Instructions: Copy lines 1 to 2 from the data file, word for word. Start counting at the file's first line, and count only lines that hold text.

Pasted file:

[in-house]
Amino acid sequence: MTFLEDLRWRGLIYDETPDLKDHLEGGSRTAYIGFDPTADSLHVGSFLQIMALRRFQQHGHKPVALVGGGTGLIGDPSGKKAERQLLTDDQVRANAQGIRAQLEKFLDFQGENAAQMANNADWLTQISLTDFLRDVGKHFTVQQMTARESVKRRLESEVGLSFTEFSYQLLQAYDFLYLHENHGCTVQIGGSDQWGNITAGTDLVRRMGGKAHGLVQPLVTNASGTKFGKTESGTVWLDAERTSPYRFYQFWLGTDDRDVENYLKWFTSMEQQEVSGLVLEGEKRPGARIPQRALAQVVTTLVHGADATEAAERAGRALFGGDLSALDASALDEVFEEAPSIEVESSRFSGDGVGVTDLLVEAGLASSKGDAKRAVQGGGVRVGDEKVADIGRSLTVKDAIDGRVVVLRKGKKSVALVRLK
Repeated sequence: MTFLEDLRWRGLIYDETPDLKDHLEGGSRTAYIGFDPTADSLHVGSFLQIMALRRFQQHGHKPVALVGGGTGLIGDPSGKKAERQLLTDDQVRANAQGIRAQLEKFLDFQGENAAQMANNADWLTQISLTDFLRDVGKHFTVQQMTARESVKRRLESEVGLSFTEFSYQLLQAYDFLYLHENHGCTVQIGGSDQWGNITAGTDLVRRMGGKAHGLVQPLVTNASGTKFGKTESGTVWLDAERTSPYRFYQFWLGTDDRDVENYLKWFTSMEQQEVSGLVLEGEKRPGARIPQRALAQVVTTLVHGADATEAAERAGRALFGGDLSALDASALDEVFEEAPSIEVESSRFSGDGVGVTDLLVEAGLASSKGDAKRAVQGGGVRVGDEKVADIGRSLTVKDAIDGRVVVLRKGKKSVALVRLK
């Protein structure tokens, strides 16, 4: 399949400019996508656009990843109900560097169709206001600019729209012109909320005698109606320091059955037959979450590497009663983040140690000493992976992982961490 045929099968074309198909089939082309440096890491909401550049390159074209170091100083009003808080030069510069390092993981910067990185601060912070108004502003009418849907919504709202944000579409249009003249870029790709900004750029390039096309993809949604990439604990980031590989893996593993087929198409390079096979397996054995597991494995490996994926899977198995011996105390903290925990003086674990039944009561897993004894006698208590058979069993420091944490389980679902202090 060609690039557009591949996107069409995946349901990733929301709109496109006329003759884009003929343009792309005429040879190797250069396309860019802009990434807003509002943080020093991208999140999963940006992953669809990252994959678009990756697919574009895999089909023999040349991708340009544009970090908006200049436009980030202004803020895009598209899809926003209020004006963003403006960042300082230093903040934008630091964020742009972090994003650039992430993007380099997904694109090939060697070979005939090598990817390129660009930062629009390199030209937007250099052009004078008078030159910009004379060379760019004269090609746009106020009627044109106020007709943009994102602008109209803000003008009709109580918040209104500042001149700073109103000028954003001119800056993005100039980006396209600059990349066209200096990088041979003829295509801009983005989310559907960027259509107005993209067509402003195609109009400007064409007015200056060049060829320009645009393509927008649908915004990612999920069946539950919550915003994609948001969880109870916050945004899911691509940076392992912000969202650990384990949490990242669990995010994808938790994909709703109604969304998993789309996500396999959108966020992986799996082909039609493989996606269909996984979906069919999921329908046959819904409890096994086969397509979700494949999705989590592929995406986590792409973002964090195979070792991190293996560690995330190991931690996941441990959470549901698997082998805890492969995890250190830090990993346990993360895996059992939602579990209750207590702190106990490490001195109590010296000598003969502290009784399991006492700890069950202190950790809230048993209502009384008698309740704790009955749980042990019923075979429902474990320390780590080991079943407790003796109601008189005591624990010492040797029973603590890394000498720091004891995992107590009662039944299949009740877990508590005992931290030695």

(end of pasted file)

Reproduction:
[in-house]
Amino acid sequence: MTFLEDLRWRGLIYDETPDLKDHLEGGSRTAYIGFDPTADSLHVGSFLQIMALRRFQQHGHKPVALVGGGTGLIGDPSGKKAERQLLTDDQVRANAQGIRAQLEKFLDFQGENAAQMANNADWLTQISLTDFLRDVGKHFTVQQMTARESVKRRLESEVGLSFTEFSYQLLQAYDFLYLHENHGCTVQIGGSDQWGNITAGTDLVRRMGGKAHGLVQPLVTNASGTKFGKTESGTVWLDAERTSPYRFYQFWLGTDDRDVENYLKWFTSMEQQEVSGLVLEGEKRPGARIPQRALAQVVTTLVHGADATEAAERAGRALFGGDLSALDASALDEVFEEAPSIEVESSRFSGDGVGVTDLLVEAGLASSKGDAKRAVQGGGVRVGDEKVADIGRSLTVKDAIDGRVVVLRKGKKSVALVRLK